The Legacy of Sacco & Vanzetti
The context of the Sacco-Vanzetti case is important, in order to understand the passions that were raised by it. The Russian Revolution of 1917, the accompanying patriotic fervor engendered by World War One, and the wave of European immigration that had been going on since the turn of the century all of these produced a cascading hysteria in the United States. This led to "The Red Scare," a national paranoia more virulent than the McCarthy Era some thirty years later.
Led by the Attorney General of the United States, A. Mitchell Palmer, a program of thousands of arrests and hundreds of deportations began in earnest in 1918.
Not only were communists and socialists the target of the Department of Justice's program, but anarchists as well. The typical view of an anarchist was a bomb-throwing Italian who agitated for the destruction of all government legislatures, "bosses," courts, and imposed laws. They argued for a kind of self-government of small, libertarian social units. In reality, anarchists were of several types, ranging in belief from modified communism to "syndicalism" (government by labor unions) to pure anarchism. Italian immigrants were deeply involved in all forms of the anarchist movement, and some, such as Luigi Galleani and Raffaele Schiavina, advocated the use of force, including the terrorism of bombs. In 1905, Galleani published a bomb manual entitled La Salute e in voi! (Health is in You!).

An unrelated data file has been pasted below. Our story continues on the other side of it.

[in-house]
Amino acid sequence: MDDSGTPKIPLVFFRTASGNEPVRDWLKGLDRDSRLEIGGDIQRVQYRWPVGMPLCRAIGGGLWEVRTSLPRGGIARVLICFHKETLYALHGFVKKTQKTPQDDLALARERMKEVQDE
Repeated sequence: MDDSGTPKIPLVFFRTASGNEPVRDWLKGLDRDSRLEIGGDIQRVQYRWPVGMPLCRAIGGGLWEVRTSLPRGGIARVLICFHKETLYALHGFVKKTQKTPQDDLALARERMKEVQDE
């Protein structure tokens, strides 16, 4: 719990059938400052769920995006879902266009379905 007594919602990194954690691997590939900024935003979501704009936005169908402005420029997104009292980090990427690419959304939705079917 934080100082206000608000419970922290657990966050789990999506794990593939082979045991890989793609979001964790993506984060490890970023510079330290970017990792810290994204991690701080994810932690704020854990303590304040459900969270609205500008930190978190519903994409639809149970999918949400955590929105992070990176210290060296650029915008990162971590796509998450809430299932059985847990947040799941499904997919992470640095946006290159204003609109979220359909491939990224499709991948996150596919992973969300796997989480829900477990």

Sacco and Vanzetti were supporters of Galleani, and both had participated sympathetically in strikes organized by Galleani in 1916 and 1917. As a matter of fact, Sacco and Vanzetti met at the 1917 strike. Vanzetti was a speaker at anarchist rallies, and a notice announcing one of his speeches was found on Sacco when the two were arrested.
Shortly before their arrest, Andrea Salsedo, a member of the Galleani group, either leaped or was pushed to his death in New York City while in the custody of Department of Justice officials. The fear of being retained by Department of Justice officers, then, was an explanation given by Sacco and Vanzetti for their carrying weapons when they were arrested. Further, they sought to use Mario Buda's car on the night they were arrested in order to dispose of anarchist literature.
When America entered the war in 1917, a military draft was proclaimed. Citizens and immigrants in the process of naturalization were subject to the draft. Sacco was not in the process of seeking naturalization, although Vanzetti was. Hence, only the latter was eligible to be drafted. Galleani had advocated resistance to conscription, since it, in his view, served only to enhance the fortunes of capitalists at the expense of the working classes. As was noted, both Sacco and Vanzetti moved to Mexico.
In less than a year, the two returned, since the pressure on draft-dodgers had subsided. For a time, Sacco used an alias, but, returning to his job at the shoe factory, he resumed using his real name. Vanzetti returned after a short stay in Youngstown, Ohio, and became a fish peddler.
Their evasion of the draft based on their anarchist principles would prove damaging during their trial.